Coils of Ancient Egyptian Rope Found in Cave by Rossella Lorenzi, Discovery News

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They Knew Their Ropes
Carefully wrapped in coils by ancient Egyptian sailors almost 4,000 years ago–photo-Carlos de la Fuente/University of Naples L’Orientale/Boston University

The ancient Egyptian’s secret to making the strongest of all rigging ropes lies in a tangle of cord coils in a cave at the Red Sea coast, according to preliminary study results presented at the recent congress of Egyptologists in Rhodes.
Discovered three years ago by archaeologists Rodolfo Fattovich of the Oriental Studies University of Naples and Kathryn Bard of Boston University, the ropes offer an unprecedented look at seafaring activities in ancient Egypt.
“No ropes on this scale and this old have been so well preserved in their original context — in Egypt or elsewhere,” Bard told Discovery News. Carefully wrapped in coils by ancient Egyptian sailors almost 4,000 years ago, the ropes were found in a hand-hewn cave at the ancient Red Sea port of Marsa Gawasis, 23 kilometers (14 miles) south of Safaga.
“The cave is really spectacular. Over 30 coils of ropes lie on the ground as if they had just been left there. Amazingly, these ropes were stored in the same way as nowadays sailors store their shipping cords — just coiling and tighting them in the middle,” archaeologist and rope analyst Andre Veldmeijer told Discovery News.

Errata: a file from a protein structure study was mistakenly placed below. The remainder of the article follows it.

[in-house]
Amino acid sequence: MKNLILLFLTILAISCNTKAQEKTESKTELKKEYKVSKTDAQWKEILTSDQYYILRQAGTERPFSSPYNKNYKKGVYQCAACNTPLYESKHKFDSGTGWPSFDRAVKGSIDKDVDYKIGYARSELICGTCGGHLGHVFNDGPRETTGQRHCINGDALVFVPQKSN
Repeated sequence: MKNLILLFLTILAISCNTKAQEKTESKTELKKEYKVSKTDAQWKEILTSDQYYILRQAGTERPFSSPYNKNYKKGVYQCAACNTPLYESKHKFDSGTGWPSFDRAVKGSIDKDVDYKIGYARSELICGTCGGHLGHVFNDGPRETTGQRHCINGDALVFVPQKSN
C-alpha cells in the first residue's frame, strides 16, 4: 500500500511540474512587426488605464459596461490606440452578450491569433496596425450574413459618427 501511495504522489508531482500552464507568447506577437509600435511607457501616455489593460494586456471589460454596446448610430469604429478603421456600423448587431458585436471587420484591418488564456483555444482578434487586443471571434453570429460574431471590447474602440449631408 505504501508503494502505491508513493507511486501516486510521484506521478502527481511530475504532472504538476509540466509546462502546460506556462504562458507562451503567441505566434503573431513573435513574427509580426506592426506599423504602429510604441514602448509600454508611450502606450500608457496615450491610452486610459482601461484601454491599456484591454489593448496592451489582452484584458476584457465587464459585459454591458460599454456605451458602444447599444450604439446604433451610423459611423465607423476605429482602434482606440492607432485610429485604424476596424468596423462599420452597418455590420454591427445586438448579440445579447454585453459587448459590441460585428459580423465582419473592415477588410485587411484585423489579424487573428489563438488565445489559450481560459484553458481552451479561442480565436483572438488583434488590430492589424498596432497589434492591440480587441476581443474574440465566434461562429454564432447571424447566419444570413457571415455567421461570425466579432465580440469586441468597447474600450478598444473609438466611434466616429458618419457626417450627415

In their report, Veldmeijer and colleague Chiara Zazzaro of the University of Naples, estimated that more than 60 complete coils of cords are stored in the long, deep cave. “Each cord is about 30 meters (98 feet) long and is very thick. No doubt these ropes were made for strong, heavy duties, Veldmeijer said. “Basically, they were hauling truss components. They ran above the deck, secured at the bow and at the stern, to produce structural cohesion for the ship,”
It’s really intriguing. We know that the ropes are made of vegetable fibers only,” Veldmeijer said. “Moreover, they are of one type of vegetable fiber — Egyptians never used different materials together to make ropes. We can exclude the usual, known materials, such as halfa grasses, papyrus and palm. It’s possibly reed… We hope to solve the puzzle by the end of the year.”

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